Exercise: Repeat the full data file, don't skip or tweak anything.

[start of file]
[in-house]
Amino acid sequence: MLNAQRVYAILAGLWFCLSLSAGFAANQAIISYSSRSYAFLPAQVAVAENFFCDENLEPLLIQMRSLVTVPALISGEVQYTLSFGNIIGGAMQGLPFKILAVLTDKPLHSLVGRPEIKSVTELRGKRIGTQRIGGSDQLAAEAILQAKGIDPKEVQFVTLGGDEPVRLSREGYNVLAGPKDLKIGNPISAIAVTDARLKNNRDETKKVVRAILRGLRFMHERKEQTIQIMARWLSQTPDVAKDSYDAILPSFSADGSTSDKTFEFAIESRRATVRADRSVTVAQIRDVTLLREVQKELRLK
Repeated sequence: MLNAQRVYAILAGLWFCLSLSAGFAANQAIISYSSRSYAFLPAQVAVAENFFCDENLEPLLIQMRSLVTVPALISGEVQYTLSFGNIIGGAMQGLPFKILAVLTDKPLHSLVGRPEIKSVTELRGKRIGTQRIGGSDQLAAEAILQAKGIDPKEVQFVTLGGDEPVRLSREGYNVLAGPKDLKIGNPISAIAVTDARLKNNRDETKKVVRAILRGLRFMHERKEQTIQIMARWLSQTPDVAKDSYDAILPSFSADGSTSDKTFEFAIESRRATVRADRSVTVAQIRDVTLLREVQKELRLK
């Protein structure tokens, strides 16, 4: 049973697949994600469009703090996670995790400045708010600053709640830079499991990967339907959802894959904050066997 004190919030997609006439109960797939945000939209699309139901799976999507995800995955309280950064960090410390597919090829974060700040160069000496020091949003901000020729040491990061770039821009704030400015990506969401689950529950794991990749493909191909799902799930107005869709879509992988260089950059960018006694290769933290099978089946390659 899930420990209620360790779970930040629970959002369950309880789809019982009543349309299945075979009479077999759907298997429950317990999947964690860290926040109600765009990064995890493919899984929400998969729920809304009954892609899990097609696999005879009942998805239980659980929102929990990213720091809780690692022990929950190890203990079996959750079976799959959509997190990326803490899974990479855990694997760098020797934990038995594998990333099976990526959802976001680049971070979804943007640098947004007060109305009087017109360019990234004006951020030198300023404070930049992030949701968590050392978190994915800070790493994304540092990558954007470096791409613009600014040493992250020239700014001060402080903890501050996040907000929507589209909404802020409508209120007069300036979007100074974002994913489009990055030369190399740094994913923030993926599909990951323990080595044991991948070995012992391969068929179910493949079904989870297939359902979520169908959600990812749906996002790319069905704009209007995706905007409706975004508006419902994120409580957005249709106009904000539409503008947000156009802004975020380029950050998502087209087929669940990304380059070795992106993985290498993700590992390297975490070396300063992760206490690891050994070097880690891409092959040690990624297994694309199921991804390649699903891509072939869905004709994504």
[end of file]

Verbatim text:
[in-house]
Amino acid sequence: MLNAQRVYAILAGLWFCLSLSAGFAANQAIISYSSRSYAFLPAQVAVAENFFCDENLEPLLIQMRSLVTVPALISGEVQYTLSFGNIIGGAMQGLPFKILAVLTDKPLHSLVGRPEIKSVTELRGKRIGTQRIGGSDQLAAEAILQAKGIDPKEVQFVTLGGDEPVRLSREGYNVLAGPKDLKIGNPISAIAVTDARLKNNRDETKKVVRAILRGLRFMHERKEQTIQIMARWLSQTPDVAKDSYDAILPSFSADGSTSDKTFEFAIESRRATVRADRSVTVAQIRDVTLLREVQKELRLK
Repeated sequence: MLNAQRVYAILAGLWFCLSLSAGFAANQAIISYSSRSYAFLPAQVAVAENFFCDENLEPLLIQMRSLVTVPALISGEVQYTLSFGNIIGGAMQGLPFKILAVLTDKPLHSLVGRPEIKSVTELRGKRIGTQRIGGSDQLAAEAILQAKGIDPKEVQFVTLGGDEPVRLSREGYNVLAGPKDLKIGNPISAIAVTDARLKNNRDETKKVVRAILRGLRFMHERKEQTIQIMARWLSQTPDVAKDSYDAILPSFSADGSTSDKTFEFAIESRRATVRADRSVTVAQIRDVTLLREVQKELRLK
């Protein structure tokens, strides 16, 4: 049973697949994600469009703090996670995790400045708010600053709640830079499991990967339907959802894959904050066997 004190919030997609006439109960797939945000939209699309139901799976999507995800995955309280950064960090410390597919090829974060700040160069000496020091949003901000020729040491990061770039821009704030400015990506969401689950529950794991990749493909191909799902799930107005869709879509992988260089950059960018006694290769933290099978089946390659 899930420990209620360790779970930040629970959002369950309880789809019982009543349309299945075979009479077999759907298997429950317990999947964690860290926040109600765009990064995890493919899984929400998969729920809304009954892609899990097609696999005879009942998805239980659980929102929990990213720091809780690692022990929950190890203990079996959750079976799959959509997190990326803490899974990479855990694997760098020797934990038995594998990333099976990526959802976001680049971070979804943007640098947004007060109305009087017109360019990234004006951020030198300023404070930049992030949701968590050392978190994915800070790493994304540092990558954007470096791409613009600014040493992250020239700014001060402080903890501050996040907000929507589209909404802020409508209120007069300036979007100074974002994913489009990055030369190399740094994913923030993926599909990951323990080595044991991948070995012992391969068929179910493949079904989870297939359902979520169908959600990812749906996002790319069905704009209007995706905007409706975004508006419902994120409580957005249709106009904000539409503008947000156009802004975020380029950050998502087209087929669940990304380059070795992106993985290498993700590992390297975490070396300063992760206490690891050994070097880690891409092959040690990624297994694309199921991804390649699903891509072939869905004709994504």